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Observing an Extragalactic Star’s Disc for the First Time

Disc and Jet Young Star System HH 1177

This artist’s impression shows the HH 1177 system, which is located in the Large Magellanic Cloud, a neighboring galaxy of our own. The young and massive stellar object glowing in the center is collecting matter from a dusty disc while also expelling matter in powerful jets. Using the Atacama Large Millimeter/submillimeter Array (ALMA), in which ESO is a partner, a team of astronomers managed to find evidence for the presence of this disc by observing its rotation. This is the first time a disc around a young star — the type of disc identical to those forming planets in our own galaxy — has been discovered in another galaxy. Credit: ESO/M. Kornmesser

Rice astronomer helps find evidence of an accretion disk around a young star outside the Milky Way

Astronomers have uncovered evidence of a rotating disc of material circling a massive young star in a nearby galaxy for the first time. Megan Reiter, assistant professor of physics and astronomy at Rice University, was part of the team of researchers who announced their discovery in a study published in Nature.

“This is strong evidence that high-mass stars, which are several times bigger than the Sun, form in the same way as lower-mass stars,” Reiter said. “That’s been a big question for a long time.”

Located in a galaxy neighboring the Milky Way called the Large Magellanic Cloud, the disc-sporting star was first discovered thanks to a protostellar jet ⎯ a signature feature of forming stars.

Disc and Jet Young Star System HH 1177 MUSE and ALMA

With the combined capabilities of ESO’s Very Large Telescope (VLT) and the Atacama Large Millimeter/submillimeter Array (ALMA), in which ESO is a partner, a disc around a young massive star in another galaxy has been observed. Observations from the Multi Unit Spectroscopic Explorer (MUSE) on the VLT, left, show the parent cloud LHA 120-N 180B in which this system, dubbed HH 1177, was first observed. The image at the center shows the jets that accompany it. The top part of the jet is aimed slightly towards us and thus blueshifted; the bottom one is receding from us and thus redshifted. Observations from ALMA, right, then revealed the rotating disc around the star, similarly with sides moving towards and away from us. Credit: ESO/ALMA (ESO/NAOJ/NRAO)/A. McLeod et al.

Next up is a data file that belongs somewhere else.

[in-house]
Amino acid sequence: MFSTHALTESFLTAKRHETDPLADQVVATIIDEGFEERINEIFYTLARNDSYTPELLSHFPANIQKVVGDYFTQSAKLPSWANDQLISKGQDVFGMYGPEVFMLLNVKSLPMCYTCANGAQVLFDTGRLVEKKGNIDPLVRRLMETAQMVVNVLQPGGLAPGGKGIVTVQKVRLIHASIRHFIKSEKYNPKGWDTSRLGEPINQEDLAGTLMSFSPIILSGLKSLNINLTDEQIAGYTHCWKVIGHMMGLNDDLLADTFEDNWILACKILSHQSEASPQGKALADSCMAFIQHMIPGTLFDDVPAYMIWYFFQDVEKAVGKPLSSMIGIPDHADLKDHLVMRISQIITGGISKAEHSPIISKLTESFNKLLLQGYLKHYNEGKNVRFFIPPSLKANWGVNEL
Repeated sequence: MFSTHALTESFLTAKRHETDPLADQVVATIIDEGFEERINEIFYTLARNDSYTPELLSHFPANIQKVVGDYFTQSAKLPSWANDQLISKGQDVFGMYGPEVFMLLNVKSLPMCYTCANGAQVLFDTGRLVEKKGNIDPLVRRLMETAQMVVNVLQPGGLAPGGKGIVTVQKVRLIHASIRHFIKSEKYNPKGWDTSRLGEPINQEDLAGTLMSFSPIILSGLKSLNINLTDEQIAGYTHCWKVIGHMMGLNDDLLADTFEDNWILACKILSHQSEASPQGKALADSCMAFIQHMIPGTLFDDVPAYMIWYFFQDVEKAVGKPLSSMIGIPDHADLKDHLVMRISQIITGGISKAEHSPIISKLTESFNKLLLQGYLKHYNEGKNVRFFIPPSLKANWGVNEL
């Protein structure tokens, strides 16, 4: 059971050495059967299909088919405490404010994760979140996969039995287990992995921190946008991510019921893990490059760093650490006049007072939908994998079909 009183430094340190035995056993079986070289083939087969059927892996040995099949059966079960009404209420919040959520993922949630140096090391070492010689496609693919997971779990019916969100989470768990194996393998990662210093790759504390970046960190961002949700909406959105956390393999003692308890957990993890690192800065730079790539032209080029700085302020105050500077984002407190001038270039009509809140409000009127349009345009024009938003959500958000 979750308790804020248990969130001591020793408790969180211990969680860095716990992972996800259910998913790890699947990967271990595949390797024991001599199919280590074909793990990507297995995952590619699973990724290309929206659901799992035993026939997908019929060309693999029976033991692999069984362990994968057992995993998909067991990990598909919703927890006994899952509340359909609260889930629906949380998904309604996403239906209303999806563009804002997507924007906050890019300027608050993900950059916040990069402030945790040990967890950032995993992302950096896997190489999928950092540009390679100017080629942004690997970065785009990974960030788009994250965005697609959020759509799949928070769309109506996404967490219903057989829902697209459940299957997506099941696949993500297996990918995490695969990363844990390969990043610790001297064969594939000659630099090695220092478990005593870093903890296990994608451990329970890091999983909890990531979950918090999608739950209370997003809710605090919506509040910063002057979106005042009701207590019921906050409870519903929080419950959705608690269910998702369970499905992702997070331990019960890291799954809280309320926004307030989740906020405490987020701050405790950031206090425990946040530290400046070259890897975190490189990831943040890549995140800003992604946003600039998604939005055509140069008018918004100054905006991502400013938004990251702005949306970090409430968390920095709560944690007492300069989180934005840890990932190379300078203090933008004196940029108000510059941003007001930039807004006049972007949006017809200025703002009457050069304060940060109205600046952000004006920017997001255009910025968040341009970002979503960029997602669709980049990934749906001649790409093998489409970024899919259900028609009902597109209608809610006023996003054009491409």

“As a star forms, the cloud of surrounding matter collapses, forming a disc,” Reiter said. “The disc feeds material onto the star, which will throw away about 1-10% of it into these big bipolar jets. These jets can be quite large, so they’re easy to spot. Because they are shot out as part of this accretion process, the jets are also a bit of a history record that can tell you something about how the star is putting itself together.”

The jet was first spotted using the Multi Unit Spectroscopic Explorer instrument on the European Southern Observatory’s Very Large Telescope.

HH 1177 Young Star System MUSE Observations

This mosaic shows, at its center, a real image of the young star system HH 1177, in the Large Magellanic Cloud, a galaxy neighboring the Milky Way. The image was obtained with the Multi Unit Spectroscopic Explorer (MUSE) on ESO’s Very Large Telescope (VLT) and shows jets being launched from the star. Researchers then used the Atacama Large Millimeter/submillimeter Array (ALMA), in which ESO is a partner, to find evidence for a disc surrounding the young star. An artist’s impression of the system, showcasing both the jets and the disc, is shown on the right panel. Credit: ESO/A. McLeod et al./M. Kornmesser